>General Running>Too much running... bad for you???? What's your opinion...
The perception that running is bad for the joints or "harsh on the skeleton" is also not accurate. Impact sports have a beneficial effect on the bones by stimulating calcium uptake which strengths the bones. What makes running hard on the joints is when people run or walk primarily on hard surfaces, concrete or pavement, and with poor shoes.
The Monkey Games
I'm running somewhere tomorrow. It's going to be beautiful. I can't wait.
Although the existing evidence on whether long-term long-distance running causes osteoarthritis is currently insufficient for researchers to draw unequivocal conclusions, the preponderance of data seems to indicate that moderate levels of running do not increase the risk of osteoarthritis of the knees and hips for healthy people and that this activity might even have a protective effect. A history of injury—from overuse or acute trauma as a result of running, excessive running, intrinsic anatomical instability in the joints, or a high body mass index— can accelerate the onset of osteoarthritis and cause disability, however ... The risks of running as noted should be weighed against the tremendous benefits of this activity to the other body systems. Running has been shown to decrease the risk of cardiovascular disease,28 diabetes mellitus,28 and depression.29 This kind of physical activity has also been shown to help with weight control, to improve bone density, and to decrease mortality.
Dr. Walther reviewed 10 retrospective studies and three prospective studies. The conclusion was that "there is no evidence that running is associated with an increase risk for degenerative arthritis of the hip."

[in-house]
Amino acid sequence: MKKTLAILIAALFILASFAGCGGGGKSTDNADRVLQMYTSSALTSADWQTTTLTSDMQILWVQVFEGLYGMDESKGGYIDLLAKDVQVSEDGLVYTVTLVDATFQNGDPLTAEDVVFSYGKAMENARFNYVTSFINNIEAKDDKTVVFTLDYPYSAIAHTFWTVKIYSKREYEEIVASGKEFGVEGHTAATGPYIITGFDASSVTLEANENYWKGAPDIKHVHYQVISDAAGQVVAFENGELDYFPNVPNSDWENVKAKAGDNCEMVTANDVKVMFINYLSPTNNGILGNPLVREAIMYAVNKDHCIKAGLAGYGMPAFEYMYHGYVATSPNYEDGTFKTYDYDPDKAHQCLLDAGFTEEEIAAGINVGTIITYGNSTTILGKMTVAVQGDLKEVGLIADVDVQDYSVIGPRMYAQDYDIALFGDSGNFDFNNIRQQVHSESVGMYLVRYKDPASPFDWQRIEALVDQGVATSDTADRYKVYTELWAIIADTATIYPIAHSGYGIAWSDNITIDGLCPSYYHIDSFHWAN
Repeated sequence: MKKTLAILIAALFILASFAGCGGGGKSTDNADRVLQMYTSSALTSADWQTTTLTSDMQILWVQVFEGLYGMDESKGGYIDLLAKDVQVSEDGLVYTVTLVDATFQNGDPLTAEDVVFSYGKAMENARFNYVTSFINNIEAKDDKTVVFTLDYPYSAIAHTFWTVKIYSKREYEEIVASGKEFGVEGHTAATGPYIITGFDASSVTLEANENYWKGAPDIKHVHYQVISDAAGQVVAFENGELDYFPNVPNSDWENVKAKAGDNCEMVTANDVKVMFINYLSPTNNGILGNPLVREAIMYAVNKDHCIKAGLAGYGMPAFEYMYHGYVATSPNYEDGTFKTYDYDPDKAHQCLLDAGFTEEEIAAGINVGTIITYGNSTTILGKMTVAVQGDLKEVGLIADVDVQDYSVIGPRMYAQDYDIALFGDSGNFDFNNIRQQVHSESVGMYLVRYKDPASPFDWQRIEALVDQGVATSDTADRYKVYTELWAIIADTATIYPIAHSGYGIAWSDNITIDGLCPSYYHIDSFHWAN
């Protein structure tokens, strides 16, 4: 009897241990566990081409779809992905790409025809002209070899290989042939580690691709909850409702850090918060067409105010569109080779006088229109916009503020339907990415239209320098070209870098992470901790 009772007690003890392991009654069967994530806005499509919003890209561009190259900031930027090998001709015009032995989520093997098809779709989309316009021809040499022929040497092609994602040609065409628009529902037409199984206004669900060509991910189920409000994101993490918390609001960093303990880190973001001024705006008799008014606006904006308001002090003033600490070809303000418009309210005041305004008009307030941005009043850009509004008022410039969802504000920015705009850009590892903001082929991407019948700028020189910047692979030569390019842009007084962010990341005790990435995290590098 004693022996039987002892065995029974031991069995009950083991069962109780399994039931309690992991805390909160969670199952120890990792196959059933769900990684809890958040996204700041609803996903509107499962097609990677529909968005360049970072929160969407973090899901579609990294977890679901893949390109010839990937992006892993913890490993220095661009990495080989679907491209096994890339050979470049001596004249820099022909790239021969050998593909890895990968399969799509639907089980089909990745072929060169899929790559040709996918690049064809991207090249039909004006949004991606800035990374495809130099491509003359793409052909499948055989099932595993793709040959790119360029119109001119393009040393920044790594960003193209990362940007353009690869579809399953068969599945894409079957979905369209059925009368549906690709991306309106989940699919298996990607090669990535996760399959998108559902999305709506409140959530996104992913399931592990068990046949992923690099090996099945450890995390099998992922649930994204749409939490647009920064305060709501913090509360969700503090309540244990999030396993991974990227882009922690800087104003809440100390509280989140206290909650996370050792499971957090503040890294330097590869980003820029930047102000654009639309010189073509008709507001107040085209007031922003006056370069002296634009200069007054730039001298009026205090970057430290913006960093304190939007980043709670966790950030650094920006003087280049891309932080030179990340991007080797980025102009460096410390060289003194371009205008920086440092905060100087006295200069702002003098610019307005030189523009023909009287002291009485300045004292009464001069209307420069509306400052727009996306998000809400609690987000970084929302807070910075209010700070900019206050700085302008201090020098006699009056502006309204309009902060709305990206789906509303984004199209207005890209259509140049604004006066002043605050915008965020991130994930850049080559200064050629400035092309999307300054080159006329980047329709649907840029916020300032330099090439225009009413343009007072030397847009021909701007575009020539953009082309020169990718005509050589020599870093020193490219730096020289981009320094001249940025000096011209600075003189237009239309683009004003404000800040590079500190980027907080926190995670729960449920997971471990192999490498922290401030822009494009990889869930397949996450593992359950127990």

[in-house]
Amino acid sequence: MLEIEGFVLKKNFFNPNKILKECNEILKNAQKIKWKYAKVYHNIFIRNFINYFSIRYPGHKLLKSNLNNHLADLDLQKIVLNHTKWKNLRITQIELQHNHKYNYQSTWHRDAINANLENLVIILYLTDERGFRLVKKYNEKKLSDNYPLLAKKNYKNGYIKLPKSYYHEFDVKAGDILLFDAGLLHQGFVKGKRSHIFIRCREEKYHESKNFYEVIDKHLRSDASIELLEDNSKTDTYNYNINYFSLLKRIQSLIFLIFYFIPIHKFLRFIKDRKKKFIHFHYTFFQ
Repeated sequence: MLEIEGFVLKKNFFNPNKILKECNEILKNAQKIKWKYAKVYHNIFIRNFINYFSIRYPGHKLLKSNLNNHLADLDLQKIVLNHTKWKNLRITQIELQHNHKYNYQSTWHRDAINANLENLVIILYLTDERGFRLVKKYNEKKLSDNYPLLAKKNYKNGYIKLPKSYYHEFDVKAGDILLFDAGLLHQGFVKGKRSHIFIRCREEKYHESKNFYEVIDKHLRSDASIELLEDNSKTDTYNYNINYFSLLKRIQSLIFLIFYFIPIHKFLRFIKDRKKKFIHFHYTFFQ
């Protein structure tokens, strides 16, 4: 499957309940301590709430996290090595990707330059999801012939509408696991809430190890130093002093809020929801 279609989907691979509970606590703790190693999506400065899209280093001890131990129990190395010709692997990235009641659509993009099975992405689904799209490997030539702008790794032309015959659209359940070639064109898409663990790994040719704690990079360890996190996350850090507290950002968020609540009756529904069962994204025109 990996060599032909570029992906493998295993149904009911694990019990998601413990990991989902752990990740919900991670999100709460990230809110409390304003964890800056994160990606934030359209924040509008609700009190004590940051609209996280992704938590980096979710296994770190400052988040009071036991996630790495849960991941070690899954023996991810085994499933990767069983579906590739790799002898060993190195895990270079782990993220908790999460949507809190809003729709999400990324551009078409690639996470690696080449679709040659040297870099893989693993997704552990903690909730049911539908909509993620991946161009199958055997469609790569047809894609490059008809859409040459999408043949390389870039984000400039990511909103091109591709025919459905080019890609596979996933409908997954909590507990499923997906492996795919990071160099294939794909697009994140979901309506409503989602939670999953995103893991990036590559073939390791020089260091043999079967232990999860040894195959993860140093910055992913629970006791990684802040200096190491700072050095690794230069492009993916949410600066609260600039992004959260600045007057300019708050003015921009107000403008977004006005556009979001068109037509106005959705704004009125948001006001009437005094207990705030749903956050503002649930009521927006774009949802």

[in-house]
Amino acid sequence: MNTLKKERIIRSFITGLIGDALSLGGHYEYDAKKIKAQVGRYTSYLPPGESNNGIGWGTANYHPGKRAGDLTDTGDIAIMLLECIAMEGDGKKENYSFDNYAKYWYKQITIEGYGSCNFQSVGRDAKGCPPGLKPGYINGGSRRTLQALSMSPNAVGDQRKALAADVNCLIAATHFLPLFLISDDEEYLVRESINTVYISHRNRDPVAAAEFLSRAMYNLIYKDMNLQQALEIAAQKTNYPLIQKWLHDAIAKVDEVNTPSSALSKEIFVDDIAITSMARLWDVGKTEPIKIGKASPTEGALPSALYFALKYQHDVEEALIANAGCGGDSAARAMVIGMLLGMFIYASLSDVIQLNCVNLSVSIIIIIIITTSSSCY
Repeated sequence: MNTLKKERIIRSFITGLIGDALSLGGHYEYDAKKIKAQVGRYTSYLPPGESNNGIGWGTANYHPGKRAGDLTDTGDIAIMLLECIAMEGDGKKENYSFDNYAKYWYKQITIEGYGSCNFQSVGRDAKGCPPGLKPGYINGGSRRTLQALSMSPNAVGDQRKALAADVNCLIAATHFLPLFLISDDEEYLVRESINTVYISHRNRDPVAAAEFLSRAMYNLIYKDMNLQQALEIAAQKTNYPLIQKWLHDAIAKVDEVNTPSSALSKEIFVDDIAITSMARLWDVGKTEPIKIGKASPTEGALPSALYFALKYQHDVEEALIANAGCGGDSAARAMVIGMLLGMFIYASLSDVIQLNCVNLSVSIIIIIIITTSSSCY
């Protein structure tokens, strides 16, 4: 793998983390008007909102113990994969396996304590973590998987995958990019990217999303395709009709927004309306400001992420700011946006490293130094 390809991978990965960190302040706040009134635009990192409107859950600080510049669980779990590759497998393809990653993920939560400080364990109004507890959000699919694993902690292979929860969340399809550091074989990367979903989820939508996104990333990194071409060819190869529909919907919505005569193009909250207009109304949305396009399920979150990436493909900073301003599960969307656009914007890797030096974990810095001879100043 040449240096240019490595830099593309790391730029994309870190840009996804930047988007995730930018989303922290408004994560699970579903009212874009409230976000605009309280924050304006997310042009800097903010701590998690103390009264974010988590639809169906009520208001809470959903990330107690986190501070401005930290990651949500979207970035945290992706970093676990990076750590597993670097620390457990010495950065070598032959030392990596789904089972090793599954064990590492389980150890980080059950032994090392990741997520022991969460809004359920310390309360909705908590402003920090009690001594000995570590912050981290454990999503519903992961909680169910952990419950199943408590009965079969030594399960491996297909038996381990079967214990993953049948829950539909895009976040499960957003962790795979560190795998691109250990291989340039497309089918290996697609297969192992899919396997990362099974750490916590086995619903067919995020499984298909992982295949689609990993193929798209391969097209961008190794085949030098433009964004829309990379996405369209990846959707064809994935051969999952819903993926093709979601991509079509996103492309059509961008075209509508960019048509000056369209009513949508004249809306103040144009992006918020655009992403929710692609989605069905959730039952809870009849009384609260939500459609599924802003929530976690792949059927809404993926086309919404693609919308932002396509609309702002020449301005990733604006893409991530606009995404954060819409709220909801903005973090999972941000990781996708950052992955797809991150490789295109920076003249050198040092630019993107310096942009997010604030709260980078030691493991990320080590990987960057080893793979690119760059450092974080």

In Dr. Canaghan's article the conclusion was that "there seems to be little risk associated with recreational running." "There was an increased risk of lower limb osteoarthritis in participants of repetitive high impact sports."
Most of the literature seems to suggest that osteoarthritis is more related to age and heredity than it is to exercise.
The main conclusion of the article was that normal joints in individuals of all ages appear to tolerate prolonged and vigorous exercise without adverse consequences or accelerated development of osteoarthritis. They also concluded that exercise may actually help prevent the development of osteoarthritis. A regular exercise program is also helpful in individuals that have developed osteoarthritis.
Although there are not currently enough data to give clear recommendations to long-distance runners, it appears that long-distance running does not increase the risk of osteoarthritis of the knees and hips for healthy people who have no other counterindications for this kind of physical activity. Long-distance running might even have a protective effect against joint degeneration.
I couldn't resist a little quick research
You'll ruin your knees!
""...the truth that someday, you will go for your last run. But not today—today you got to run." - Matt Crownover (after Western States)
Also, our bodies are made for walking and running. They are not made for skiing, football playing, etc. All these other sports put you at risk for getting real injuries.
When you can't change the direction of the wind adjust your sails.
Good work! Hey, I have a grant coming up; would you mind swinging by and doing a lit review for me?
Another discussion that is related: